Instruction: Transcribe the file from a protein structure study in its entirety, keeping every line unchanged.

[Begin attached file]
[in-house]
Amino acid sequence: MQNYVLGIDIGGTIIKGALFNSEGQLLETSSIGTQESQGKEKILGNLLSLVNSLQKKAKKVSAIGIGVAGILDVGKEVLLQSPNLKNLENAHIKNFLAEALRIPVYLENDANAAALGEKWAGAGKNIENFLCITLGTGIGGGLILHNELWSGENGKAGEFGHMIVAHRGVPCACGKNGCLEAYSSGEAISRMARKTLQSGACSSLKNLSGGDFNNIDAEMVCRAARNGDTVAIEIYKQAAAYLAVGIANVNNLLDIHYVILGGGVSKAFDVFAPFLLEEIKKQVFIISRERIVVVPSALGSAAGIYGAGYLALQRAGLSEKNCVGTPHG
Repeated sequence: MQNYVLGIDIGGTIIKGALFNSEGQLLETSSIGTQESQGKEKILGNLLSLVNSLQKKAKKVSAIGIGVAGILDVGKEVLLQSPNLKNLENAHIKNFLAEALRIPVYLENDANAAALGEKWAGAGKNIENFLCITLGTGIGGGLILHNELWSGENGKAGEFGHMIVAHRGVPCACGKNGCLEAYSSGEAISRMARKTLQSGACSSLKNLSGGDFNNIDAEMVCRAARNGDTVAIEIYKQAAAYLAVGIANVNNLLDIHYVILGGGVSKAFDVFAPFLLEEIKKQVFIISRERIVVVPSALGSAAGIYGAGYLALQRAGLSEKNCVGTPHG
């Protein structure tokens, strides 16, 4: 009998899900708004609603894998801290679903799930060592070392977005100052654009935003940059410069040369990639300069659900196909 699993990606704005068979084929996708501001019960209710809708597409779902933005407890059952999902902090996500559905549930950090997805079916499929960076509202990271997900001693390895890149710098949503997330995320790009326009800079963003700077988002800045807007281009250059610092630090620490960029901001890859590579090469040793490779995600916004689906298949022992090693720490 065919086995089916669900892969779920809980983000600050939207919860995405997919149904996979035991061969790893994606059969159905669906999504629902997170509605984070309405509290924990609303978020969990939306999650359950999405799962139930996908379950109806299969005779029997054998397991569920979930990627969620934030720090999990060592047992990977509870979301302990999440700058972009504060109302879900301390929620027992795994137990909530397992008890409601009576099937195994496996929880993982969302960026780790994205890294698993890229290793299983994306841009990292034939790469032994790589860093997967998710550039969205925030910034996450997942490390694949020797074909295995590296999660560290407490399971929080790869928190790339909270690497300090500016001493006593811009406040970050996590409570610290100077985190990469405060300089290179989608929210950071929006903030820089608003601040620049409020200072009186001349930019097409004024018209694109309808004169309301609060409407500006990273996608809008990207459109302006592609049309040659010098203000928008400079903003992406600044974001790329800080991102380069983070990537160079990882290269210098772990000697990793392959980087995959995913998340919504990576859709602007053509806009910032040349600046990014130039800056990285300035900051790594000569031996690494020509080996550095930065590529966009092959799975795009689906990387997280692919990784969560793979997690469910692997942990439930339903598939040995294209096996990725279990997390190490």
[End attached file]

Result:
[in-house]
Amino acid sequence: MQNYVLGIDIGGTIIKGALFNSEGQLLETSSIGTQESQGKEKILGNLLSLVNSLQKKAKKVSAIGIGVAGILDVGKEVLLQSPNLKNLENAHIKNFLAEALRIPVYLENDANAAALGEKWAGAGKNIENFLCITLGTGIGGGLILHNELWSGENGKAGEFGHMIVAHRGVPCACGKNGCLEAYSSGEAISRMARKTLQSGACSSLKNLSGGDFNNIDAEMVCRAARNGDTVAIEIYKQAAAYLAVGIANVNNLLDIHYVILGGGVSKAFDVFAPFLLEEIKKQVFIISRERIVVVPSALGSAAGIYGAGYLALQRAGLSEKNCVGTPHG
Repeated sequence: MQNYVLGIDIGGTIIKGALFNSEGQLLETSSIGTQESQGKEKILGNLLSLVNSLQKKAKKVSAIGIGVAGILDVGKEVLLQSPNLKNLENAHIKNFLAEALRIPVYLENDANAAALGEKWAGAGKNIENFLCITLGTGIGGGLILHNELWSGENGKAGEFGHMIVAHRGVPCACGKNGCLEAYSSGEAISRMARKTLQSGACSSLKNLSGGDFNNIDAEMVCRAARNGDTVAIEIYKQAAAYLAVGIANVNNLLDIHYVILGGGVSKAFDVFAPFLLEEIKKQVFIISRERIVVVPSALGSAAGIYGAGYLALQRAGLSEKNCVGTPHG
């Protein structure tokens, strides 16, 4: 009998899900708004609603894998801290679903799930060592070392977005100052654009935003940059410069040369990639300069659900196909 699993990606704005068979084929996708501001019960209710809708597409779902933005407890059952999902902090996500559905549930950090997805079916499929960076509202990271997900001693390895890149710098949503997330995320790009326009800079963003700077988002800045807007281009250059610092630090620490960029901001890859590579090469040793490779995600916004689906298949022992090693720490 065919086995089916669900892969779920809980983000600050939207919860995405997919149904996979035991061969790893994606059969159905669906999504629902997170509605984070309405509290924990609303978020969990939306999650359950999405799962139930996908379950109806299969005779029997054998397991569920979930990627969620934030720090999990060592047992990977509870979301302990999440700058972009504060109302879900301390929620027992795994137990909530397992008890409601009576099937195994496996929880993982969302960026780790994205890294698993890229290793299983994306841009990292034939790469032994790589860093997967998710550039969205925030910034996450997942490390694949020797074909295995590296999660560290407490399971929080790869928190790339909270690497300090500016001493006593811009406040970050996590409570610290100077985190990469405060300089290179989608929210950071929006903030820089608003601040620049409020200072009186001349930019097409004024018209694109309808004169309301609060409407500006990273996608809008990207459109302006592609049309040659010098203000928008400079903003992406600044974001790329800080991102380069983070990537160079990882290269210098772990000697990793392959980087995959995913998340919504990576859709602007053509806009910032040349600046990014130039800056990285300035900051790594000569031996690494020509080996550095930065590529966009092959799975795009689906990387997280692919990784969560793979997690469910692997942990439930339903598939040995294209096996990725279990997390190490």